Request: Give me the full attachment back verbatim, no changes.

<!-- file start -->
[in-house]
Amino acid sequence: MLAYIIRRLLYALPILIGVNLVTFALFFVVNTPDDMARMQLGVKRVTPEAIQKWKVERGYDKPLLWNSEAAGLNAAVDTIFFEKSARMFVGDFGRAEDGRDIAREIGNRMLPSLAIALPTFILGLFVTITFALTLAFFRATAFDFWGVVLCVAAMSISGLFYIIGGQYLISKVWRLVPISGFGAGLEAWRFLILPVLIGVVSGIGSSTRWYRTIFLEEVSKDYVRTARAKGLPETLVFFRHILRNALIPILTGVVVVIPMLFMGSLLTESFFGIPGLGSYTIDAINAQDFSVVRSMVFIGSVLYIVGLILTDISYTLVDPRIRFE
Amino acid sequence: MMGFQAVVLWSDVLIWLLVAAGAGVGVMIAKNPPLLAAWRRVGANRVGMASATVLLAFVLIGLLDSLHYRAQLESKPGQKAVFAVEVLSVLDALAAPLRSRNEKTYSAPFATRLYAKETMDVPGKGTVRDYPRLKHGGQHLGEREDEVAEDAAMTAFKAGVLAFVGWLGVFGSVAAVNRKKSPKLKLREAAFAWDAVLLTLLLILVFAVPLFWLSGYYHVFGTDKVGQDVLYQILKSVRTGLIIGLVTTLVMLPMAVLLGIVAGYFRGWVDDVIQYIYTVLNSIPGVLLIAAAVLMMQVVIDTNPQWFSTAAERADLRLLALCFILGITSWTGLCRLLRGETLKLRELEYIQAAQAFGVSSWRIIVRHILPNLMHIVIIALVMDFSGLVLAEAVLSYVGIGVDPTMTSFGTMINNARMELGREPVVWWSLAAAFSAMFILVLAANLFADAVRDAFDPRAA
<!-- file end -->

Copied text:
[in-house]
Amino acid sequence: MLAYIIRRLLYALPILIGVNLVTFALFFVVNTPDDMARMQLGVKRVTPEAIQKWKVERGYDKPLLWNSEAAGLNAAVDTIFFEKSARMFVGDFGRAEDGRDIAREIGNRMLPSLAIALPTFILGLFVTITFALTLAFFRATAFDFWGVVLCVAAMSISGLFYIIGGQYLISKVWRLVPISGFGAGLEAWRFLILPVLIGVVSGIGSSTRWYRTIFLEEVSKDYVRTARAKGLPETLVFFRHILRNALIPILTGVVVVIPMLFMGSLLTESFFGIPGLGSYTIDAINAQDFSVVRSMVFIGSVLYIVGLILTDISYTLVDPRIRFE
Amino acid sequence: MMGFQAVVLWSDVLIWLLVAAGAGVGVMIAKNPPLLAAWRRVGANRVGMASATVLLAFVLIGLLDSLHYRAQLESKPGQKAVFAVEVLSVLDALAAPLRSRNEKTYSAPFATRLYAKETMDVPGKGTVRDYPRLKHGGQHLGEREDEVAEDAAMTAFKAGVLAFVGWLGVFGSVAAVNRKKSPKLKLREAAFAWDAVLLTLLLILVFAVPLFWLSGYYHVFGTDKVGQDVLYQILKSVRTGLIIGLVTTLVMLPMAVLLGIVAGYFRGWVDDVIQYIYTVLNSIPGVLLIAAAVLMMQVVIDTNPQWFSTAAERADLRLLALCFILGITSWTGLCRLLRGETLKLRELEYIQAAQAFGVSSWRIIVRHILPNLMHIVIIALVMDFSGLVLAEAVLSYVGIGVDPTMTSFGTMINNARMELGREPVVWWSLAAAFSAMFILVLAANLFADAVRDAFDPRAA